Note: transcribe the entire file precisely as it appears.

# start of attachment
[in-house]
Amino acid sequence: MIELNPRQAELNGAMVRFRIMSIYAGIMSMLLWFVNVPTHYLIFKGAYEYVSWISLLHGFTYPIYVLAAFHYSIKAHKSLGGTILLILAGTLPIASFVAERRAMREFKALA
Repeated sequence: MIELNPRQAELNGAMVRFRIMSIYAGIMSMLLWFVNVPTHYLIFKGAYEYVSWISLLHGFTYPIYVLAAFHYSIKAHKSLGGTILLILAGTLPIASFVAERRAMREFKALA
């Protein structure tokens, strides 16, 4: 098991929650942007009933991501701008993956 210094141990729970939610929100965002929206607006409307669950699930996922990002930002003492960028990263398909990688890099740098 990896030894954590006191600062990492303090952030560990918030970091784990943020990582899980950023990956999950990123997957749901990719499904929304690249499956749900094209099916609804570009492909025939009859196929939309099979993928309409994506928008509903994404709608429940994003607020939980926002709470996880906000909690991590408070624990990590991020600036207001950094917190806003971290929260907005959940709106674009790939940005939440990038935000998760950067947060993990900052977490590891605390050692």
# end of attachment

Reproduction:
[in-house]
Amino acid sequence: MIELNPRQAELNGAMVRFRIMSIYAGIMSMLLWFVNVPTHYLIFKGAYEYVSWISLLHGFTYPIYVLAAFHYSIKAHKSLGGTILLILAGTLPIASFVAERRAMREFKALA
Repeated sequence: MIELNPRQAELNGAMVRFRIMSIYAGIMSMLLWFVNVPTHYLIFKGAYEYVSWISLLHGFTYPIYVLAAFHYSIKAHKSLGGTILLILAGTLPIASFVAERRAMREFKALA
């Protein structure tokens, strides 16, 4: 098991929650942007009933991501701008993956 210094141990729970939610929100965002929206607006409307669950699930996922990002930002003492960028990263398909990688890099740098 990896030894954590006191600062990492303090952030560990918030970091784990943020990582899980950023990956999950990123997957749901990719499904929304690249499956749900094209099916609804570009492909025939009859196929939309099979993928309409994506928008509903994404709608429940994003607020939980926002709470996880906000909690991590408070624990990590991020600036207001950094917190806003971290929260907005959940709106674009790939940005939440990038935000998760950067947060993990900052977490590891605390050692």